We don’t have freedom even to buy a pencil: CJI

Chief Justice of India R.M. Lodha on Thursday said restrictions on the highest judiciary had left it grappling with a growing caseload.

“In the U.S. Supreme Court, a judge has the freedom to select four law clerks of his/her choice. Here we do not even have the freedom to buy a pencil,” CJI Lodha remarked in court.

The CJI made the comment while heading a five-judge Constitution Bench examining the validity of the death penalty awarded to three accused in the Dharmapuri bus burning incident of 2000 in which three college girls were killed.

The CJI said lawyers argue for days on a single case. Since 2011, the pendency had increased from 58,519 cases to 63,843 as on May 1, 2014.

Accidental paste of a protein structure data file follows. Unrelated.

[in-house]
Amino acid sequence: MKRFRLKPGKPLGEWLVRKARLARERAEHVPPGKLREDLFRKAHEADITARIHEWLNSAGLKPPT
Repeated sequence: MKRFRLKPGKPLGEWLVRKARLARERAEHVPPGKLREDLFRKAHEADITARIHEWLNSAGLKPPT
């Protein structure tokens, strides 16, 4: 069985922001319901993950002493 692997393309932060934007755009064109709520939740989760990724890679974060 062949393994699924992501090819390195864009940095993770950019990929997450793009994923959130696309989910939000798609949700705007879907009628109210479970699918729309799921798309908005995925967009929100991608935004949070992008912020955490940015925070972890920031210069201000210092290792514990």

“Lawyers promise to finish their oral arguments in a case within half an hour. But then they request for another day, then another. In the U.S., lawyers have to stop the moment a red light is switched on in the courtroom. How many lawyers would agree to this here?” the CJI asked.

The CJI recently proposed to have courts open on all 365 days to cut pendency. Lawyers opposed it saying they need the annual holidays. Justice A.K. Sikri, on the Bench, said the U.S. Supreme Court had cut pendency drastically. “That is only because they have been given the powers to sift the cases in their chambers and decide which ones are fit to be heard,” Justice Rohinton Nariman pitched in. “Our lawyers will not agree to this ... a system should be put in place,” the CJI said.

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Printable version | Sep 27, 2021 4:40:44 AM |

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